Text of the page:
Outreach breaks barriers

A program in Cedar-Riverside has helped many neighborhood residents get health insurance.

Elizabeth Smith

Mohamed Farah used to only go to the hospital for emergencies, and he said if he was feeling ill, he would “suck it up.”

Because until last week, he didn’t have health insurance.

But thanks to a MNsure outreach program in Cedar-Riverside, Farah is one of about 1,000 East Africans in Minneapolis who have enrolled in the Minnesota health insurance exchange.

The program, Somali Health Solutions, breaks down language and cultural barriers that stand between some Cedar-Riverside residents and health insurance.

This year, the program expanded its outreach to include people who speak the East African languages Oromo and Amharic, said Hodan Guled, director of business development for the organizations.

The open enrollment period for 2015 coverage ended on Monday and began in November.

Guled said the enrollment period only affected about 10 percent of Cedar-Riverside residents, and the rest of the area’s residents likely qualify for public plans, like Medical Assistance or MinnesotaCare, and they can enroll at any time.

“They can really sign up the entire year, and that’s not information they have available to them,” she said. “So when they hear there are enrollments going on or that the deadline is Feb. 15, then everyone just comes rushing.”

This is Somali Health Solutions’ second year as one of MNsure’s nearly 30 outreach partners.

Guled said the office enrolled 10 to more than 20 people every day in January and is on the same pace this month.

She said she hopes to register 2,000 to 3,000 more people throughout the year.

“Just imagine someone who has never really heard of what insurance is having to navigate through the system. And not just navigating,” Guled said, “but having to really understand what a premium is, what a deductible is.”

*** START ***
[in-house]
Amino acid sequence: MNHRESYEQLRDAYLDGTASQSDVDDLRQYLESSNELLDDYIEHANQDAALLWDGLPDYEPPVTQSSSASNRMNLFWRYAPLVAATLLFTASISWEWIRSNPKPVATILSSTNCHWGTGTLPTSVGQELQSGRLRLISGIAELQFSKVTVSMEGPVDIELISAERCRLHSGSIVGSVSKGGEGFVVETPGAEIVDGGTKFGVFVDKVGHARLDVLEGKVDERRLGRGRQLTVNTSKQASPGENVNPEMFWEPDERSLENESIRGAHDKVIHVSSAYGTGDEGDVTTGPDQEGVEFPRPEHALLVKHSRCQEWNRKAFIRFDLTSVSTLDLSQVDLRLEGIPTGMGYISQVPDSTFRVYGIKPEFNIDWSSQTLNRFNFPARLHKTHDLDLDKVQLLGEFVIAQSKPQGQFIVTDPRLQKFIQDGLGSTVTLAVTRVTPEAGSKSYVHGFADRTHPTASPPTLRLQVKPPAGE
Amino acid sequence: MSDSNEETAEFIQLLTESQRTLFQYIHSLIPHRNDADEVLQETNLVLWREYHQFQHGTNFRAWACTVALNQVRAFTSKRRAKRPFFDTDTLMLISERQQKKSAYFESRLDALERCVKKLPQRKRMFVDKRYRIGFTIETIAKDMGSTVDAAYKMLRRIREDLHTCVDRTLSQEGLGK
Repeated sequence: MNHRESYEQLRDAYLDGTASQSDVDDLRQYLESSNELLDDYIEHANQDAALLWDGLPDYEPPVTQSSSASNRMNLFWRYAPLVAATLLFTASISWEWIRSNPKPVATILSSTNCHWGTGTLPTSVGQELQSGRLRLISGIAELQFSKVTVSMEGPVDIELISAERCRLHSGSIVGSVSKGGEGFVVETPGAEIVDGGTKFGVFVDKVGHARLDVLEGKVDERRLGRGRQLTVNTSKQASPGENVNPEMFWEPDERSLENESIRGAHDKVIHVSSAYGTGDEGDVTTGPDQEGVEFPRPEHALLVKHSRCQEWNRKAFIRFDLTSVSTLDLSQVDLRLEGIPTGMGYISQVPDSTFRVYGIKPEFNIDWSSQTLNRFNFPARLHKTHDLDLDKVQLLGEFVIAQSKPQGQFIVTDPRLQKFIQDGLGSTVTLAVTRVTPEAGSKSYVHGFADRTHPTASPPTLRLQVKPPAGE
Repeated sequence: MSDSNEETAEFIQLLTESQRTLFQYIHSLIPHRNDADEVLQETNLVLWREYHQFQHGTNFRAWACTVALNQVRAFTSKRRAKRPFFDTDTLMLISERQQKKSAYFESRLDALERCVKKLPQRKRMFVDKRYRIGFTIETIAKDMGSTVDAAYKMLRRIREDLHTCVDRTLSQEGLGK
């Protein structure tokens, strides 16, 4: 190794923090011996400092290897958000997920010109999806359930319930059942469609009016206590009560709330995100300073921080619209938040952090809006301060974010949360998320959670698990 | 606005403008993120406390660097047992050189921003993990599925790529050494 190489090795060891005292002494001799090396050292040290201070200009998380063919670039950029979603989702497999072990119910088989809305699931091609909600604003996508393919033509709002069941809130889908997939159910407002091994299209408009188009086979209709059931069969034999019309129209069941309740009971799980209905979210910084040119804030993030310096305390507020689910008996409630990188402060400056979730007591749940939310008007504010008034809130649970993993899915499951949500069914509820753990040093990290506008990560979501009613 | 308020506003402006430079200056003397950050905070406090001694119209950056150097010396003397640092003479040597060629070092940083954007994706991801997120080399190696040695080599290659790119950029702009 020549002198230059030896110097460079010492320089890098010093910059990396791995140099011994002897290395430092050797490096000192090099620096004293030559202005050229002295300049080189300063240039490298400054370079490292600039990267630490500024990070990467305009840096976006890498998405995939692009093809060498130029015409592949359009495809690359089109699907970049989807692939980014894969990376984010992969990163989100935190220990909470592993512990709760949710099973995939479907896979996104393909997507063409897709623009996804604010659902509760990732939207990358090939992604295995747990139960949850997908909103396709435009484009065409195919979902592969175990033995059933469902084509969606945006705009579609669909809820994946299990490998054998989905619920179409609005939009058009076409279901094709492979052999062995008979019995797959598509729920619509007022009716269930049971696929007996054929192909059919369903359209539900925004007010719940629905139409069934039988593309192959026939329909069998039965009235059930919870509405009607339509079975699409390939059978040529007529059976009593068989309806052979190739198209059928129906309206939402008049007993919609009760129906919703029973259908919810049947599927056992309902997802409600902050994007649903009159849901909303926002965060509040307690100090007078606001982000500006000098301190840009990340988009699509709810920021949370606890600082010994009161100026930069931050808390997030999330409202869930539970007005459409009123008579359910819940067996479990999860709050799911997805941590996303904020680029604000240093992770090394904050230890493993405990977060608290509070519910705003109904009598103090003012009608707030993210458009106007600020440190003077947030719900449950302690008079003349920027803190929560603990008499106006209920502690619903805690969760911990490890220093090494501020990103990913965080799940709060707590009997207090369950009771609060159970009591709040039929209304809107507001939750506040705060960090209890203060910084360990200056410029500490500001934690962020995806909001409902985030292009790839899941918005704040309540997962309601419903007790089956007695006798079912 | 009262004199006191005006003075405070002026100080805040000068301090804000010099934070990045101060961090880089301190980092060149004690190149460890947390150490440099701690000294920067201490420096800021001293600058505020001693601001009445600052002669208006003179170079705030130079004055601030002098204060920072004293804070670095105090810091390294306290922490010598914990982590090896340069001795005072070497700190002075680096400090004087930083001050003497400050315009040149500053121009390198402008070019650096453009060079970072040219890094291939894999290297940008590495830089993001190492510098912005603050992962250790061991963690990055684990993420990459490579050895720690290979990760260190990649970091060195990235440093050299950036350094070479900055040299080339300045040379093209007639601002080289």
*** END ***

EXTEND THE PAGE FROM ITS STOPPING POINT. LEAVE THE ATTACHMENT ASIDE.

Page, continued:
Recent University of Minnesota graduate Abdimalik Ahmed works for Somali Health Solutions in preparation for medical school in the fall.

Ahmed said he usually has to explain what health insurance is to customers before he begins to enroll them.

“Once I get them to that point,” Ahmed said. “Then they have the same questions that everyone else has, like, ‘What is the difference between MNsure and ObamaCare?’”

Representatives from Somali Health Solutions set up stands twice a week in Somali malls, mosques and other gathering places to enroll people for health coverage on-site.

That type of outreach is successful because many people the organization serves don’t have their own means of transportation, Guled said.

She said the Cedar-Riverside neighborhood is one that has been historically difficult to connect with insurance.

“Before, they would get sick, wait and go to the emergency room and, it would just be treatment-based,” Guled said, “whereas now they can go in and get preventative care.”

This year, Farah said he will be prepared if he falls ill — which, he said, is a rare occurrence.

“This time I’ll be ready,” he said. “I will be ready to see a doctor.”